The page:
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Papers Coast-to-Coast Take Notice: Thousands of Jobs, Energy Dependence at Risk If Effectively Regulated, Environmentally Safe Production Technique Halted

Following last week’s historic report determining that the U.S. now has more than 100 years worth of proven natural gas reserves, up more than 58 percent than was previously thought, news organizations nationwide are paying close attention to:

1) the massive amounts of good-paying jobs clean-burning natural gas production will create here at home;

2) the fact that the more American energy we produce, the less dependent we are on foreign and unstable nations to keep our economy moving; and

3) the process to produce natural gas trapped thousands of feet below the water table in dense rock formations – called hydraulic fracturing – is not only heavily regulated, but it has a long, clear, proven safety record.

Here’s just a sample of the recent reports:

Richmond Times-Dispatch, Editorial

America’s supply of natural gas is considerably greater than commonly thought, thanks to advances in recovery technology that now allow for drilling in shale rock.”

But fossil fuels will continue to make up a major part of the equation for years, if not decades. Start drilling — now.”

Uniontown (PA) Herald Standard

“The Marcellus Shale natural gas formation is expected to create 100,000 jobs over the next decade.”

“The Marcellus Shale could make Pennsylvania “the Saudi Arabia of natural gas.”

“The shale must be fractured for the gas to be extracted. … D’Amico said to “frac” the shale, a combination of 90 percent water, 9.95 percent sand and .05 percent chemicals is used. Thus the drilling process will not contaminate water.”

“The drilling process includes three layers of pipe. He said wells one mile deep in the ground are well isolated from surface water, adding that everything that is done is regulated by the state Department of Environmental Protection.”

Bloomberg/LA Times

“U.S. natural gas reserves are likely 39 percent higher than estimated just two years ago as new technology is revealing deeper potential resources of energy. The U.S. has an estimated 1,836 trillion cubic feet of potential natural gas, the most on record, according to a report today by the Potential Gas Committee, a group of industry, government and academic volunteers. The estimate is up from 1,321 trillion cubic feet two years ago. The amount of proven and potential gas would meet U.S. demand for almost 100 years.”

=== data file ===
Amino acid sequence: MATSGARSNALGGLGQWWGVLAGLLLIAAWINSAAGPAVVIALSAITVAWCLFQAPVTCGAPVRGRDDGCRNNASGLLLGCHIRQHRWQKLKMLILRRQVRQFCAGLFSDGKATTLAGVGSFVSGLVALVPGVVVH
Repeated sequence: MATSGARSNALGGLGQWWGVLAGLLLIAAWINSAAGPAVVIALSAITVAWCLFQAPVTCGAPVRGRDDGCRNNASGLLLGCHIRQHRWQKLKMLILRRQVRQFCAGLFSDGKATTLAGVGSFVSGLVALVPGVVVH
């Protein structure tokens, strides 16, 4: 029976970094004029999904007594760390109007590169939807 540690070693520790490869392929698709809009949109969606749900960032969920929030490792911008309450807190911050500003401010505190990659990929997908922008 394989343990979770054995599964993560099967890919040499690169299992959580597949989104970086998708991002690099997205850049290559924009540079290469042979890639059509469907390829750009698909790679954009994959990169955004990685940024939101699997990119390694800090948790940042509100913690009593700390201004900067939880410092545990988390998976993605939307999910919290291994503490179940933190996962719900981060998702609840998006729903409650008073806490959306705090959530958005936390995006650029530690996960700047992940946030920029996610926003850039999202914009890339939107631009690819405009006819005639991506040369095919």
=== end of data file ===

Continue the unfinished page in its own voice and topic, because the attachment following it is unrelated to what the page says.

“The DeGette/Casey bill would require permits from the Environmental Protection Agency.”

“Michael Decker, executive vice president for Gasco Energy Inc. said fracturing projects his company is working on drill to depths of 13,000 feet or more and that drinking water sources are generally at about 300 feet. He also said that the drilling wells are incased in concrete and that the substances used to extract gas are now less hazardous.”

Oklahoma Journal Record

The dynamic rise of shale natural gas plays over the last decade, capped by the huge Marcellus Shale find from West Virginia to New York, has raised a backlash from environmentalists and East Coast metropolitan leaders concerned over hydrofracing.”

“A proven method of increasing oil and gas production, energy supporters point to five decades of injecting pressurized water, sand and chemicals into wells, all without evidence of groundwater contamination.”

“I don’t understand it,” he said of proposals that the EPA employ its own well-inspection crews.”

“Such a law could stop most or all drilling while the agency created, prepared and deployed its staff – which could take months. “I think it is counter-productive to everything that the Obama administration wants to do.”

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